“But then even more importantly, its critical to figure out what family you’re coming up on. So if one family is swimming north and the other family is swimming south, they need to figure before it’s too late whether or not they want to spend time with each other or avoid each other, and whether or not they recognize that family group.
“So having that layer of recognition to recognize individuals and families and the society that they come from is really important when you live in a vast, dark ocean,” said Gero.
This has a lot to do with feeding habits, explained Gero.
“Sperm whales feed on squid, and squid is very patchily distributed in the ocean. And so, you don’t want to spend time in a bigger group with animals that you don’t know, in order to deplete that resource. So, we know that sperm whales–at least on the day to a week scale–travel around basically following the squid that they’re trying to eat. And so, in order to maximize the amount of food you get, you want to minimize the amount of animals that are eating that patch of squid.
“So, it’s important to find out who is there in order to maximize your foraging success in some respects.”
In order to study the language of sperm whales, Gero and his team use animal-borne sound and movement tags–technology from Dr. Peter Madsen’s world-leading Marine Bioacoustics Lab.
“D-tags were pioneered out of Woods Hole Oceanographic in the US. They are being heavily used at [Gero’s] lab at Aarhus University,” Gero told us.
“Basically, they’re about the size of your cell phone. And it works like your cell phone in some respects. It can measure the 3-d movement. So, it’s kind of like if you’re looking at a picture on your phone, and you turn your phone sideways: the picture orients itself and gets bigger. That’s because the phone knows that it’s being turned sideways. And these tags know that as well. So, we get 3-dimensional fine-scale movement by putting them out on the animal.
“But they also have two little microphones at the front, so we also get really high-resolution stereo sound.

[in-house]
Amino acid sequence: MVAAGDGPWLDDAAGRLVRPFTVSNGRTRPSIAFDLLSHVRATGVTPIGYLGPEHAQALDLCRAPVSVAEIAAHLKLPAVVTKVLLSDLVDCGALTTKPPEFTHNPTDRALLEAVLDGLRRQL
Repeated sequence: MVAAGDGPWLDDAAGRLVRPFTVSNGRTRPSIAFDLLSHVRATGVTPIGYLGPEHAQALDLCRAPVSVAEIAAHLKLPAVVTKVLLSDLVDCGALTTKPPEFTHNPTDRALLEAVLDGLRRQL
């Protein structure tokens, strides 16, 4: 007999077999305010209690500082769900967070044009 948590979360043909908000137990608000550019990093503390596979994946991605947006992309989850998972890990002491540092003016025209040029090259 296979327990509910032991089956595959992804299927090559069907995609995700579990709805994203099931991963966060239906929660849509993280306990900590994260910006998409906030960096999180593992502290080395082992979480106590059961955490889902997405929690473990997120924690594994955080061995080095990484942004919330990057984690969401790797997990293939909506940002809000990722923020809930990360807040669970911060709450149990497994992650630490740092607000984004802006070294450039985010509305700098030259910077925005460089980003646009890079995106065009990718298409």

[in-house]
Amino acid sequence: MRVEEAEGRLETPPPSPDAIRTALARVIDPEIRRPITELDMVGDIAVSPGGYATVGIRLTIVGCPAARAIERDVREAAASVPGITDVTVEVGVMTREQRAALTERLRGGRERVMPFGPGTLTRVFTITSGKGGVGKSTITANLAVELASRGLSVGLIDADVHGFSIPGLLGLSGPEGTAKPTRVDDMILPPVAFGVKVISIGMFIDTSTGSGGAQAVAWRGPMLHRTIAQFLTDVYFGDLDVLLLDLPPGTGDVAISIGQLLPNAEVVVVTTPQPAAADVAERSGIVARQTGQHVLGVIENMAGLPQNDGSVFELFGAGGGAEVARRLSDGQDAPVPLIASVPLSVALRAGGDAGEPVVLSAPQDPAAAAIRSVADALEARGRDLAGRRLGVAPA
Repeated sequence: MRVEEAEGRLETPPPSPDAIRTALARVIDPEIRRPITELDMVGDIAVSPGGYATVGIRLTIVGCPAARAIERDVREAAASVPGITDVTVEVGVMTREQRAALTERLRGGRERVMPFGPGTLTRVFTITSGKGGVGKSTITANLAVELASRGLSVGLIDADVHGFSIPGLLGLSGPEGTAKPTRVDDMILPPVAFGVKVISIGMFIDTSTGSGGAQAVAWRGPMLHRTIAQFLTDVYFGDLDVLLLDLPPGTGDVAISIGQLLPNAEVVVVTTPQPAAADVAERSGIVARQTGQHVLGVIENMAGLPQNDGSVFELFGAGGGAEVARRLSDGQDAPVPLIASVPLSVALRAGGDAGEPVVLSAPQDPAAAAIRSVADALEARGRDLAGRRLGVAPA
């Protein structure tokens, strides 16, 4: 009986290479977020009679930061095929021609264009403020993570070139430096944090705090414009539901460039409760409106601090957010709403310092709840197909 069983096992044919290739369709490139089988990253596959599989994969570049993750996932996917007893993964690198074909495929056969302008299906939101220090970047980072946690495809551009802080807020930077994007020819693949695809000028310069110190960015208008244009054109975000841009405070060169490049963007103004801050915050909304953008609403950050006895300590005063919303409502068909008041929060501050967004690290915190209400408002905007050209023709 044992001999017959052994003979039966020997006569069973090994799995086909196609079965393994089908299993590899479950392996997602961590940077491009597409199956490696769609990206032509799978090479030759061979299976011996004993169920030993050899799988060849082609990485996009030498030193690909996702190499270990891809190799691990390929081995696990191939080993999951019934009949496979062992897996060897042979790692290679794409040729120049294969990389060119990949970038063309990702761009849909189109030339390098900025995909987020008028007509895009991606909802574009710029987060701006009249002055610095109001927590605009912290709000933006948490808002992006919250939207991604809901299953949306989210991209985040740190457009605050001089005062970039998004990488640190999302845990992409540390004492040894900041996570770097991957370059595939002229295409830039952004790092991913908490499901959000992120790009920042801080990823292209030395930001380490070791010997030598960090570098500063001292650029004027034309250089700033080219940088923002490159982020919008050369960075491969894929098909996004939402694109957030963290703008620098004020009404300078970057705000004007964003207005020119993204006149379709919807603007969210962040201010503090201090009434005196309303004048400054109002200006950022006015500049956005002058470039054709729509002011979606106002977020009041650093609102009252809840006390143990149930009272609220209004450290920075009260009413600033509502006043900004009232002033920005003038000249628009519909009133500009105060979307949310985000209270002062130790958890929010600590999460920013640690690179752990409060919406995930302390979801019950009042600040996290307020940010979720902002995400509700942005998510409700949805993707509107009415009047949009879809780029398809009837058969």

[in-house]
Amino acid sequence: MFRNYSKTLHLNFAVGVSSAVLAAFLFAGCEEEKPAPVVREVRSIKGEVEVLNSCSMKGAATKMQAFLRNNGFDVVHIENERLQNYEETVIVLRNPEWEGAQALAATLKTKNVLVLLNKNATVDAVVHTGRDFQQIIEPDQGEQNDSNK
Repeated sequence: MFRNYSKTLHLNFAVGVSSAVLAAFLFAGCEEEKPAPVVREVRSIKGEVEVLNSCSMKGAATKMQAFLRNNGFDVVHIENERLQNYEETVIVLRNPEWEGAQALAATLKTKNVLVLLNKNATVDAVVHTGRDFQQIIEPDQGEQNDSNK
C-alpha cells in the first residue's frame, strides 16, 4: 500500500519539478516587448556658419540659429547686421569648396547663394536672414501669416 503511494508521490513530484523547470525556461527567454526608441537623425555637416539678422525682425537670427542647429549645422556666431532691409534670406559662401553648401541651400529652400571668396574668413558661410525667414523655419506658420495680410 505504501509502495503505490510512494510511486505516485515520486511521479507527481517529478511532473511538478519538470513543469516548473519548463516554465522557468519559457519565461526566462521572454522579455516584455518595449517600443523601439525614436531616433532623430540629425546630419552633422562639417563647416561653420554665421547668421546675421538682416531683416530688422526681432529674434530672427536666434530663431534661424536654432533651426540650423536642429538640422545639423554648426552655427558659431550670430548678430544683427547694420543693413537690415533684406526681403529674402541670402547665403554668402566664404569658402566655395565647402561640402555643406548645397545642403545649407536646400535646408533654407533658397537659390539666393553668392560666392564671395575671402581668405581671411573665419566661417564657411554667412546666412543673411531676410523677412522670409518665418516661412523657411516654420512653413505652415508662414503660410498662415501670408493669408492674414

“The tags get deployed with a really long pole, and they stick to the whales with four small suction cups. So they don’t implant into the whale. You basically poke the animal with a long stick, and the suction cups stick onto the back of the animal, and then they can last for about two days. And then they computer inside tells the suction cups it’s time to release, and it lets a little bit of water into the suction cup and the suction cup falls off, and the tag floats back to the surface.
“And then it has a little VHS transmitter in it, and that allows us to track it down. Just as other biologists in Africa tracking lions or elephants would.
“And what this gives us, if we put out three of them at the same time, or five of them at the same time on a family of whales… If the family of whales is only seven animals, we get all the relative positions of all the adult females in the family. And so we get all of the exchanges of the calls between them as well. So we know that Pinchy–a female–just dove and has left her calf, Tweak, at the surface, and is now calling to Fingers, whose coming back up from the deep, and so it gives us not only the context but also what they’re saying to each other.
“And the context is really important. So now we know that it’s a mother diving, leaving her baby at the surface, and communicating with the primary baby-sitter.
“And so its a lot easier to interpret what the meaning of that conversation was, because we know all of this background information about the animals, and now we know the physical relative position of them when they’re talking with each other.”
To be continued…
Look forward to part two of this interview, in which Dr Gero explains the dangers and concerns facing sperm whales and other marine life in our increasingly trafficked oceans.
Dr Shane Gero completed his doctoral studies at Dalhousie University, Canada, and is currently an FNU Research Fellow at Aarhus University in Denmark. Gero splits his time between Dr. Peter Madsen’s Marine Bioacoustics Lab in Denmark, his human family in Canada, and the sperm whale community off the island of Dominica in the Caribbean.
Photos: Woods Hole Oceanographic Institution, Three Fish Sleeping, Jessie Hodge, Flying Kiwi Tours, Bing, Chelsea Leven